Awareness Through Movement asks you to listen to your whole self-- you become skilled and feeling where there is unnecessary tension or restriction.  And the more you listen to the feedback your body provides, the better you will be able to to follow your body's lead in all activities in your life.  You may find you don't want to push as hard as you usually do in yoga class, or you may find you feel more confident to "go for it" on your run.  The important thing is that you will know the answer for yourself, without relying on a teacher or trainer to make a decision for you. Moshe Feldenkrais said "The object of this learning is to remove outside authority from your inner life."  This is an enormous gift you can give yourself by taking Awareness Through Movement class.

Reduce the Noise in Your System
Awareness Through Movement releases chronic contractions that don't serve your movement.  Feldenkrais called it "parasitic action".  Like any parasite, it takes a toll on you.  It may not be causing you direct pain, but it's a noise in your system.  It keeps your movement from being fully functional or clean.  We all have them in all parts of our movement.  My focus recently has been to allow my tongue to be soft in my mouth.  Apparently, It thinks it should work hard, pressing itself to the roof of my mouth at all times.  The first time I released this contraction was in an Awareness Through Movement class here in Tucson with Bonnie Angelie.  As my tongue relaxed it felt so thick in my mouth that I felt I would choke!  Now, more and more often when I am able to let it rest and be easy I have the feeling of "home".   Of "this is the real me".  Not the one that is striving hard to be something else, but the true, authentic me.  And that, to me,  is an enormous gift.   As you release the "noise" in your system, you will find yourself more grounded, less stressed or anxious and more at home in your body.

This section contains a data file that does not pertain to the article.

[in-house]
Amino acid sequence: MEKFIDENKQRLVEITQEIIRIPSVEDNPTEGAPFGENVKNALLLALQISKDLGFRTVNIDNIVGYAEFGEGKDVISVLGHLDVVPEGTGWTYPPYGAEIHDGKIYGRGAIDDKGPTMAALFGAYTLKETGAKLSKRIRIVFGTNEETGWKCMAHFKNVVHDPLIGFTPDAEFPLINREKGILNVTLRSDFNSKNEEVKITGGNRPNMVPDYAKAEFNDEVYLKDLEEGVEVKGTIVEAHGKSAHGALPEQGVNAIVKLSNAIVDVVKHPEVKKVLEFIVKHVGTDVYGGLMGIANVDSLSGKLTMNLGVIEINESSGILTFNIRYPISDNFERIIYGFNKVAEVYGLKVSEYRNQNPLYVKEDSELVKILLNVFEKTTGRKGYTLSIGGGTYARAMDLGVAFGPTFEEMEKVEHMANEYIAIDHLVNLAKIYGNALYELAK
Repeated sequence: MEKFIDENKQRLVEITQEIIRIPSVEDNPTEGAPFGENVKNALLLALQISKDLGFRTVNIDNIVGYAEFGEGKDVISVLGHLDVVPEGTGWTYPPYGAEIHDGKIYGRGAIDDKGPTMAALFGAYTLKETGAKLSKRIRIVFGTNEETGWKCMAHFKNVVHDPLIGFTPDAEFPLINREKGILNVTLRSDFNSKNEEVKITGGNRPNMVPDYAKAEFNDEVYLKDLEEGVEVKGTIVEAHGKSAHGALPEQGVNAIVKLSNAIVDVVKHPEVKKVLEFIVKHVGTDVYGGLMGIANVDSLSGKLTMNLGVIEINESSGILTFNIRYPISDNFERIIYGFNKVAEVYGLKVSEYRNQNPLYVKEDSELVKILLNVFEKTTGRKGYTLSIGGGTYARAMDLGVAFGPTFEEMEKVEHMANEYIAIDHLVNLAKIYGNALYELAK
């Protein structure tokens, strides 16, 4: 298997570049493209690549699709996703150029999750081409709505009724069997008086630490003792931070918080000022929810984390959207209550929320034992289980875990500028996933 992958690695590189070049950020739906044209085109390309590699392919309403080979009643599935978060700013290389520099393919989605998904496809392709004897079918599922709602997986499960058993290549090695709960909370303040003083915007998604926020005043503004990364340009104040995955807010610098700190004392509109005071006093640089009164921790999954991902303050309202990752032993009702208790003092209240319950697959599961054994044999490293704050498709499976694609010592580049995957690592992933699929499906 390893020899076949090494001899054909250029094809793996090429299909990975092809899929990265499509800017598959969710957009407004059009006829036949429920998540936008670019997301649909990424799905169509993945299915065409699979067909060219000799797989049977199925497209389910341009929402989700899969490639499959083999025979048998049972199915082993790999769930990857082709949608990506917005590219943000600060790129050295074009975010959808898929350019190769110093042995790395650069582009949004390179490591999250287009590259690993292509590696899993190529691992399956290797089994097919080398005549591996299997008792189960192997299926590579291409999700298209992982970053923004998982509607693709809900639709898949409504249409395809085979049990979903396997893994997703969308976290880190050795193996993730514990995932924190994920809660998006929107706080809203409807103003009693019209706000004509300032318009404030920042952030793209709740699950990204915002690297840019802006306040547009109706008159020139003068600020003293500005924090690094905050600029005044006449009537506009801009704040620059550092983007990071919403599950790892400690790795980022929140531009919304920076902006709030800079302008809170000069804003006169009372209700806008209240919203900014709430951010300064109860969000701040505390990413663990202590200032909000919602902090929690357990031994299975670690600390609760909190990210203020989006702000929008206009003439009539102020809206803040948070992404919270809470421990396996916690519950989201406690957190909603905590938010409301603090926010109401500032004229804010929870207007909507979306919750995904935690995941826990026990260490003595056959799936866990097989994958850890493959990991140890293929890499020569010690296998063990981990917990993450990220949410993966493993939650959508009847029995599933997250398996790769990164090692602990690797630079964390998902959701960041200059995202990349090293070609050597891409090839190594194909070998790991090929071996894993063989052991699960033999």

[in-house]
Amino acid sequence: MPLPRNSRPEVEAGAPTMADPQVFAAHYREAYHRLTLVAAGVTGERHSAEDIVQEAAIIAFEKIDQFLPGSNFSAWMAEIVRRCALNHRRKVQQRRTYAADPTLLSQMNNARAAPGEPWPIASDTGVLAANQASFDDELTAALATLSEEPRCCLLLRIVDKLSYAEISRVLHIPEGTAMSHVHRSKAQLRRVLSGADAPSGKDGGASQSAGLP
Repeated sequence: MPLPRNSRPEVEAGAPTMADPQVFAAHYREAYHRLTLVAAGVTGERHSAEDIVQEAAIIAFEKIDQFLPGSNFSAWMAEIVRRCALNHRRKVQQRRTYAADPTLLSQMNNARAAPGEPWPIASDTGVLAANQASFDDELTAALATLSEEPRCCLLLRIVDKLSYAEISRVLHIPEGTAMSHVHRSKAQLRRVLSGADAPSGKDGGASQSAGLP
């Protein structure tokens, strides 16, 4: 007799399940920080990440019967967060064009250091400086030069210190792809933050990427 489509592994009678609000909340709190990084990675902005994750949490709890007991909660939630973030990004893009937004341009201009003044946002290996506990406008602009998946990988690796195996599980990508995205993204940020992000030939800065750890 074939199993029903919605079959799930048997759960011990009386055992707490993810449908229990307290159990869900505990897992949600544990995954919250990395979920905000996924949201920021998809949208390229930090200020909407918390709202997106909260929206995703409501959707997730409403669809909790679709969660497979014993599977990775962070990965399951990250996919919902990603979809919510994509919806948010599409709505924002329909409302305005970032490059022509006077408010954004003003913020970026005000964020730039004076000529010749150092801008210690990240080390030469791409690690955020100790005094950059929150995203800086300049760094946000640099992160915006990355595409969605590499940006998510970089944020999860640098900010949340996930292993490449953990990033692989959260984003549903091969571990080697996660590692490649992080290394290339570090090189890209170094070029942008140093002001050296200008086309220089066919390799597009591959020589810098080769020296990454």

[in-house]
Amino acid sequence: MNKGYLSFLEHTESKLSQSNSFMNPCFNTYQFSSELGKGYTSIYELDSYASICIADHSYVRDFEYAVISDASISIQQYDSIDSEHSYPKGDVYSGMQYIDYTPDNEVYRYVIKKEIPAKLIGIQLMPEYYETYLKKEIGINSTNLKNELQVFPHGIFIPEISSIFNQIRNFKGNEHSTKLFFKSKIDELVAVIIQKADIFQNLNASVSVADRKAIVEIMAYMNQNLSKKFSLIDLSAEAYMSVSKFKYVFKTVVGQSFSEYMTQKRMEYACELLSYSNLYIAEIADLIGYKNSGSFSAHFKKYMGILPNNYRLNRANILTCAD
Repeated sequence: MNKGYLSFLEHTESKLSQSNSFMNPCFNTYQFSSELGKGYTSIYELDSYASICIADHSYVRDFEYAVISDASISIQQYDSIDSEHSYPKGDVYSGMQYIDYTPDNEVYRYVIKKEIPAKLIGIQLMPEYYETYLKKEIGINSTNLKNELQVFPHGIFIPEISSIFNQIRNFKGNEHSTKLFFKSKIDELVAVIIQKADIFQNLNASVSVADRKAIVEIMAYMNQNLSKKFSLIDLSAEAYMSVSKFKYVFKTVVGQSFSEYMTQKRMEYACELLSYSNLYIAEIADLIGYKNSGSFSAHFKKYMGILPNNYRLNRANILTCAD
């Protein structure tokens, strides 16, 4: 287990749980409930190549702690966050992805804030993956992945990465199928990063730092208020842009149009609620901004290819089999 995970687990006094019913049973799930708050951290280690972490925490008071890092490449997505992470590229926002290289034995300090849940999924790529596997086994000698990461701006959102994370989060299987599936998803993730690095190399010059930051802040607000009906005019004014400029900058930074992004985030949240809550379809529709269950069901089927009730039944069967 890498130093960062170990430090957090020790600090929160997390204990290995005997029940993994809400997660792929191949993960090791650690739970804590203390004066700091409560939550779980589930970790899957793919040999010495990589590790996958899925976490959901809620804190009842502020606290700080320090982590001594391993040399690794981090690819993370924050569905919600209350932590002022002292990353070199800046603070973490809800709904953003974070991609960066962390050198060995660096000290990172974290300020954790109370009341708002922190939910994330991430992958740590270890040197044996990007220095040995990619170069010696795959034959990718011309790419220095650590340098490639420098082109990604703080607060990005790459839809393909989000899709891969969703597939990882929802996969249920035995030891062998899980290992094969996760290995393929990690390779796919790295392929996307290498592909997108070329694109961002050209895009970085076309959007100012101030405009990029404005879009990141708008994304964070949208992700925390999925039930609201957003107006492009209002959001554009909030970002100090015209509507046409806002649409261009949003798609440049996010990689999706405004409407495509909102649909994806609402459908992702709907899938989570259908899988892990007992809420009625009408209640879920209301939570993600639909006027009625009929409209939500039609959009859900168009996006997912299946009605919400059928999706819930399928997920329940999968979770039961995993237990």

Last week I traveled up to Phoenix to teach a workshop for a group of dance majors at Grand Canyon University.  It was an excellent learning opportunity for me-- I'd forgotten how, like these enthustiastic movers, I used to be impatient with slow body awareness exercises too.  I could've gone in with a big movement theme (like headstands, for example)-- something to challenge them and keep their interest, but instead I opted for making ankle/knee/hip connections.  It turned out to be a hard sell.   I found I needed to explain a lot about WHY we were doing what we were doing, to keep it a bit more goal oriented. 
What I hope they discovered was that their attention to their movement does matter.  Simple awareness can make huge differences. 
After four delicious years of Feldenkrais training, I am now a practitioner.  I am getting set up with classes at the DanceLoft, the University of Arizona Campus Recreation and Bodyworks Pilates Studio. 

As a new practitioner, my goal is to get my hands on as many different people as possible, so I'm opening a "low fee community clinic" during the times when my two year old is at preschool.  For only $25/lesson, people can receive the benefits of a Functional Integration lesson for greater comfort and ease of motion. 

I am also available for afternoon appointments and appointments at the client's site, as well.